Report slams RCN for culture of bullying and misogyny
The Royal College of Nursing (‘RCN’) is the subject of a damning report revealing a culture of bullying and misogyny, and slamming the senior leadership of the union as “riddled with division, dysfunction and distrust”.
The RCN is the UK’s largest nurses’ union and represents close to half a million members. The report, the result of an independent inquiry investigation by Bruce Carr KC, was released to union members and subsequently leaked to national newspapers including the Guardian. Wide disparities in terms of the demographic of the union’s membership and the RCN’s council were highlighted by the report, which found that whilst 90% of the membership are female, 60% of the council is male. Similarly, the perception of leadership as predominantly white in a union where 45% of members are black, Asian or minority ethnic was highlighted as problematic.
Perhaps even more of a concern for the RCN will be the findings made regarding the behaviour of senior individuals and the general culture of bullying within the union. Carr KC’s report, as revealed by the Guardian, found the existence of an “inappropriate sexual culture” within which women were at risk of “alcohol and power-related exploitation”. This culture was deemed by the investigation as particularly acute during the union’s annual conference, in which there was an expectation by senior individuals of sexual activity and where “the risk of exploitation is significant”.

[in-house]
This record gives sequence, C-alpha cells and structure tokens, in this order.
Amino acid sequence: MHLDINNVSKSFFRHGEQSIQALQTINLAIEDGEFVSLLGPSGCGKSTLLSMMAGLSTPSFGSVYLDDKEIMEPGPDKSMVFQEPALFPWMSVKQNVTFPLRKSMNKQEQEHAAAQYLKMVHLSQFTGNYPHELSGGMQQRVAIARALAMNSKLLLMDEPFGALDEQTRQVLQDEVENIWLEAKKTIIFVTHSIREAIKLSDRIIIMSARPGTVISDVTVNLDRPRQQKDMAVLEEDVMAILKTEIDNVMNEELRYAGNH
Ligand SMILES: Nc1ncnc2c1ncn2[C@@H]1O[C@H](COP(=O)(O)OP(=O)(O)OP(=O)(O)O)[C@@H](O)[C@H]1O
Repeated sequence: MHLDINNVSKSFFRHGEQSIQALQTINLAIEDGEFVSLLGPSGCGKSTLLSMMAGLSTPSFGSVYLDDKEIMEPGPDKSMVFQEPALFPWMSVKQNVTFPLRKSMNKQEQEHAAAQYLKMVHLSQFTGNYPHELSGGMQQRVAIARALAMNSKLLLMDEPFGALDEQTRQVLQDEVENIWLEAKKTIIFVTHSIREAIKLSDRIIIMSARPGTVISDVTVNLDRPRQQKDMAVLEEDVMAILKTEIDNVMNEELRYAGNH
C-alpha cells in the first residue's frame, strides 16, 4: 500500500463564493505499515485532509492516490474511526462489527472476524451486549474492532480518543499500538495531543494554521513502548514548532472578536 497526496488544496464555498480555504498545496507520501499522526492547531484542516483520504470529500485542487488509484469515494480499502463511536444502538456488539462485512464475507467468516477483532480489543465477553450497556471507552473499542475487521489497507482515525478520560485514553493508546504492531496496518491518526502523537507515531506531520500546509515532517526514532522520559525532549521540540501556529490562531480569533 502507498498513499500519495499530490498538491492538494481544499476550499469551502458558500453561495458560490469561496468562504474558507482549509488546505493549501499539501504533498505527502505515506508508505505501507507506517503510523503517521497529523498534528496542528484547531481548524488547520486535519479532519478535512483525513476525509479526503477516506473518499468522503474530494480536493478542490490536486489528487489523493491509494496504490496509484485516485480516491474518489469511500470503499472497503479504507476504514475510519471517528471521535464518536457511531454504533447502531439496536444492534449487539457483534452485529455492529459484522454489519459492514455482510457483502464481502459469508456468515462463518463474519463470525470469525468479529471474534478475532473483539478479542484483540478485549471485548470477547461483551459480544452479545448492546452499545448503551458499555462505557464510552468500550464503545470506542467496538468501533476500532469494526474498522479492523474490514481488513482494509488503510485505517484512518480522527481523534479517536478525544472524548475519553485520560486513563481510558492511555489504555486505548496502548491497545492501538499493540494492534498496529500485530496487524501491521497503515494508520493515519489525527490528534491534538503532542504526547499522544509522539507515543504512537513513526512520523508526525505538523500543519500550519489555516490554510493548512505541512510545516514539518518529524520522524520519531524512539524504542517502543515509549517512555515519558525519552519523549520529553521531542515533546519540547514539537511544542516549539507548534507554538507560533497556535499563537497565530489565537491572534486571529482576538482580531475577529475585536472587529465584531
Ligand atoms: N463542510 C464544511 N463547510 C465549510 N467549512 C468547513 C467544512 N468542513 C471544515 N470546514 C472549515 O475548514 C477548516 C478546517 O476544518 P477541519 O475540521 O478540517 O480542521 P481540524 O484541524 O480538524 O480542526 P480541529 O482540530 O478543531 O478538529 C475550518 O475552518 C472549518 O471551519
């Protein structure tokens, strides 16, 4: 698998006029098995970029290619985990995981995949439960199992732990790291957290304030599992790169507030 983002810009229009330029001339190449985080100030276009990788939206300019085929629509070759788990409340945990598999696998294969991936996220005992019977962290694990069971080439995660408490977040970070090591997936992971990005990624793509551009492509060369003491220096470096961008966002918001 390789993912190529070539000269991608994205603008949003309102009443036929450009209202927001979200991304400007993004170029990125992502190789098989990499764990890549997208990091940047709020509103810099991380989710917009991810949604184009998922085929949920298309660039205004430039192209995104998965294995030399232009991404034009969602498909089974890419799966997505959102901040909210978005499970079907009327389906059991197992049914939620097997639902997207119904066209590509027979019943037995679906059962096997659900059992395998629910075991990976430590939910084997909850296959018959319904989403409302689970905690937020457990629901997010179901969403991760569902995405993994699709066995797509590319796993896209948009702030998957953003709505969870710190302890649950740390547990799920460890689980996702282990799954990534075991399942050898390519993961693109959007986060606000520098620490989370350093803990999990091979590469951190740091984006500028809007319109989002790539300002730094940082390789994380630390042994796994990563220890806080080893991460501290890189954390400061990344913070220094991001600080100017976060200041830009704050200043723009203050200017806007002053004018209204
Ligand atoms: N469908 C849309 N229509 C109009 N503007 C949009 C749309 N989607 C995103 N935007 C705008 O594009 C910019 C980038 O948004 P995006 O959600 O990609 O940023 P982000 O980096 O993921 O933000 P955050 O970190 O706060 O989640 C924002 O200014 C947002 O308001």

No individual names were included in Carr KC’s report however, RCN’s general secretary and chief executive, Pat Cullen, has vowed to “leave no stone unturned” in her and the union’s response and that no individual is beyond reproach. This comes at what is a busy time for the RCN, as it ballots 300,000 of its members on potential strike action over pay; the first UK-wide strike ballot by the RCN in its 106 year history.
Our solicitors have a wealth of experience in advising employees in relation to claims they may have regarding mistreatment at work. This includes harassment related to unwanted sexual conduct, which is an actionable claim under the Equality Act 2010. If you would like to speak to us regarding an issue at work, contact us here.
This blog is written by Michael Green, trainee solicitor at didlaw.